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Lithuania: Milk price scissors did not spoil annual statistics

Christian Fernsby |
Last year, the entire livestock sector in Lithuania was negatively affected by the coronavirus.

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Topics: LITHUANIA   

The dairy sector was the first to suffer the consequences, with demand and prices for raw milk falling as a result of the drop in exports. However, statistics show that as the market situation started to improve in the summer, the average milk purchase rates in 2020 were almost no different from 2019.

According to the data of the Department of Statistics, in 2020, 1,348 thousand people were bought. tonnes of natural milk. Meanwhile, in 2019, it was bought 0.1 per cent less, i.e. 1,346.9 thousand. Tons.

Last year, the average annual purchase price of natural milk was EUR 287 per tonne. Compared to 2019, it was only 0.7 per cent lower (EUR 289 per tonne).

In 2020, not only seasonal fluctuations but also the COVID-19 pandemic are the cause of the emergence of price scissors, which have led to differences of up to 30%.

However, already since June, the purchase price of milk has only increased. According to the data of the State Enterprise Agricultural Information and Rural Business Centre (ŽŪIKVC), in February of this year the average purchase price of natural milk reached EUR 319.26 per tonne, which is the highest price since 2018. The UAA also provided the forecast price for March (actual to be published in the last week of April) at EUR 316.61 per tonne.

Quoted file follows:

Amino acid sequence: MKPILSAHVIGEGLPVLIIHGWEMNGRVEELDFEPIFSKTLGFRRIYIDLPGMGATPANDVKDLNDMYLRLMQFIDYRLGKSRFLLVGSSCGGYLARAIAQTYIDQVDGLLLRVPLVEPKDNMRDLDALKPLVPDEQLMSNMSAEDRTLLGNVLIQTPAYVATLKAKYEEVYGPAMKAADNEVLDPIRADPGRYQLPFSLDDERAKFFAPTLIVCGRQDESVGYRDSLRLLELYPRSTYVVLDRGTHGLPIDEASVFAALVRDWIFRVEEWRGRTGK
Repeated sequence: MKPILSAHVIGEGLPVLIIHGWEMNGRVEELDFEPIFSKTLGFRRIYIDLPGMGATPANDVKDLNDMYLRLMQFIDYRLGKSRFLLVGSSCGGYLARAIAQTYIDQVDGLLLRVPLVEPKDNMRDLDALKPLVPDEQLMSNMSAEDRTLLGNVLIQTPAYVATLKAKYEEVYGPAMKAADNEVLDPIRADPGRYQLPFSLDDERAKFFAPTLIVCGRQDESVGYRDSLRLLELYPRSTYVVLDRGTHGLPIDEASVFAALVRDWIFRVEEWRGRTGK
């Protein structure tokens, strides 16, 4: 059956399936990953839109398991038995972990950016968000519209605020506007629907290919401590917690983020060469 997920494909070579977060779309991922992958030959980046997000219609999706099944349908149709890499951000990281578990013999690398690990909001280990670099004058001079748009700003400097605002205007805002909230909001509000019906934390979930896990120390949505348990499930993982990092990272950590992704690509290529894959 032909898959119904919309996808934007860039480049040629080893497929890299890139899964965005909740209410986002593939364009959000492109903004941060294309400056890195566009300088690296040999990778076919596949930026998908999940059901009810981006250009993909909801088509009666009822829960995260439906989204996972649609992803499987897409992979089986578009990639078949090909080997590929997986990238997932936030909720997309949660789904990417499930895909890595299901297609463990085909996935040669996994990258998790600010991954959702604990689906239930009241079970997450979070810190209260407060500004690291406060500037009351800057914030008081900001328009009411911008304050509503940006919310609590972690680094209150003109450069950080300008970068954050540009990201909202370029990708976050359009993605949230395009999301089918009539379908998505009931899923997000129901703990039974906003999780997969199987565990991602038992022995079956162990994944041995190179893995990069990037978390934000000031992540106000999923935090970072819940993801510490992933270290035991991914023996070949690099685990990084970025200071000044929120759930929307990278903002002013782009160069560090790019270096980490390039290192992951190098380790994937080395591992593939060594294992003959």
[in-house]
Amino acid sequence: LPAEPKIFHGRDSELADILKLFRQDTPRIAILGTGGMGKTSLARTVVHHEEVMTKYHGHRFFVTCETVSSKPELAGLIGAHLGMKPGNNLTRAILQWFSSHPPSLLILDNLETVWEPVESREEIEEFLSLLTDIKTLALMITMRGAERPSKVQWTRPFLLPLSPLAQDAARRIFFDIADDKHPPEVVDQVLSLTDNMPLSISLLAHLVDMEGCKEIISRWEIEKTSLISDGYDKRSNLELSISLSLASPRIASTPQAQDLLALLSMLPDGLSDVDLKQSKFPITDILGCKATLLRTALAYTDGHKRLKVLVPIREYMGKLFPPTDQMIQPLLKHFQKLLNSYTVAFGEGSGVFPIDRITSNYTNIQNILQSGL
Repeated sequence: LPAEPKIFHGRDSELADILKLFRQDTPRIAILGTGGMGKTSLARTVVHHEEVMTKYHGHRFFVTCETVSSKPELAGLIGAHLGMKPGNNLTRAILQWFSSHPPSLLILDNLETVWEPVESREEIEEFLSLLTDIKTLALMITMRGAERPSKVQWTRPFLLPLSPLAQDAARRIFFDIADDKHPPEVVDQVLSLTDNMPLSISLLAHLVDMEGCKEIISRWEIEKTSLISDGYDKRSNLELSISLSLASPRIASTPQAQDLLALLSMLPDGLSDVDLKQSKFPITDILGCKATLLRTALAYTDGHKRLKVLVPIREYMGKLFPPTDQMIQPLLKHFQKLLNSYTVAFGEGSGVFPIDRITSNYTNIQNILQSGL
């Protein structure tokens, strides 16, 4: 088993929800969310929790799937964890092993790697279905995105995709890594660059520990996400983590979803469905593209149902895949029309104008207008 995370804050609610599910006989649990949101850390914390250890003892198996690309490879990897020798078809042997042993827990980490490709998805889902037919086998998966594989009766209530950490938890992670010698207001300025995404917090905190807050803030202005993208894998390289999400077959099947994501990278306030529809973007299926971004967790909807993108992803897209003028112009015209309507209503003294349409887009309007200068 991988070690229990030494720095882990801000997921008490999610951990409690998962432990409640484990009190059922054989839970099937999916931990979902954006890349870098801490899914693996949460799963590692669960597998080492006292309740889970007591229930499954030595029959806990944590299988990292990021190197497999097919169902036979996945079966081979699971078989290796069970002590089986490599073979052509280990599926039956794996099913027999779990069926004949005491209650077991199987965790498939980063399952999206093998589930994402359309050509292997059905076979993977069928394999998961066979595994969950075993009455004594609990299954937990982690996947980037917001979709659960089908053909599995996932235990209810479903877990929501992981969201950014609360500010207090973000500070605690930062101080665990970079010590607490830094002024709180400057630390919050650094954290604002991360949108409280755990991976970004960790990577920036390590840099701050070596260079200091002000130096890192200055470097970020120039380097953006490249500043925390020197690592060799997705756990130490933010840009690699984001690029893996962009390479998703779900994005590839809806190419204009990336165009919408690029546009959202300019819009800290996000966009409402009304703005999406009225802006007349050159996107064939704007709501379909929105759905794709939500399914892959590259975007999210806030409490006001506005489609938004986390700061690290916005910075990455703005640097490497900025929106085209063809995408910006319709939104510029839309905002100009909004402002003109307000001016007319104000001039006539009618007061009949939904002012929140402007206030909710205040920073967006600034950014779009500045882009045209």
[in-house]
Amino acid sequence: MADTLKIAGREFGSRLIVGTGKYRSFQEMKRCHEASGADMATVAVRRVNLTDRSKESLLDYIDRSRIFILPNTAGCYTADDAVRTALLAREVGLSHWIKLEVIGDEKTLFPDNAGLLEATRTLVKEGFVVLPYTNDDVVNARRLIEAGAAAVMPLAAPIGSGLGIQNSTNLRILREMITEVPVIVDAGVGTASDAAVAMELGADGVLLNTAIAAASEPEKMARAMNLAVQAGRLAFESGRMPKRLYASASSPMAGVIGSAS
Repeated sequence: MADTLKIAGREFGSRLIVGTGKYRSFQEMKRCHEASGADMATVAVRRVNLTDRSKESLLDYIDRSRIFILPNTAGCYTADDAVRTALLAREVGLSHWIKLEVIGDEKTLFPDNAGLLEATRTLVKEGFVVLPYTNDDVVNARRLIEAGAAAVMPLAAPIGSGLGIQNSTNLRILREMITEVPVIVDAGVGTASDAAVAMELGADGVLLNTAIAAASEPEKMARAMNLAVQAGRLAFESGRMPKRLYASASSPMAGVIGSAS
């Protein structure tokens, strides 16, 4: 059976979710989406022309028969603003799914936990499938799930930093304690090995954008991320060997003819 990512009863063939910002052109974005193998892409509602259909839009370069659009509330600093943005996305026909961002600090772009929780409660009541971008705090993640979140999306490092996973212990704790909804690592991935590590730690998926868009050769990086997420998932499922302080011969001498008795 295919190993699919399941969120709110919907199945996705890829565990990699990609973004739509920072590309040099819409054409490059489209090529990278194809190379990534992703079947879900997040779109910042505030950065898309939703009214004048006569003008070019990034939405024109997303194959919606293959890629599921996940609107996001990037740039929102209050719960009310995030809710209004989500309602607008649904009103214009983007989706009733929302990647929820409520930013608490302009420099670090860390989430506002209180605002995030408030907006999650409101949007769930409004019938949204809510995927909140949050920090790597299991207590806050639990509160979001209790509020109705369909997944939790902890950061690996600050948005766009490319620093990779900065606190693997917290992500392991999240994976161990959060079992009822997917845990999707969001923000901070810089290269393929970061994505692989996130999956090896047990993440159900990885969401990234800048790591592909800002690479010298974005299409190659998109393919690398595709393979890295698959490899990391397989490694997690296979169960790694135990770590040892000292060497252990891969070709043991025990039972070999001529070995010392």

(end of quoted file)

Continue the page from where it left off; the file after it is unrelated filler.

At the beginning of the first quarantine, the purchase prices did not delight milk producers and throughout Europe. In many countries, they fell sharply downwards and only since the beginning of summer have they started to rise significantly again.

ŽŪIKVC monitors not only milk purchase prices, but also investigates the average retail prices of the main agricultural and food products in the shops of the major supermarket chains in Lithuania.

In week 13 of this year, an examination of the average prices of 16 dairy products showed that since the beginning of the first quarantine, as many as 12 of them have become cheaper, 3 have become more expensive and another 1 product price has remained unchanged.

The most expensive fermented cheeses are Gouda,lean cottage cheese, greased fat mixture and butter, while only fermented hard long-maturation cheeses have become more expensive.

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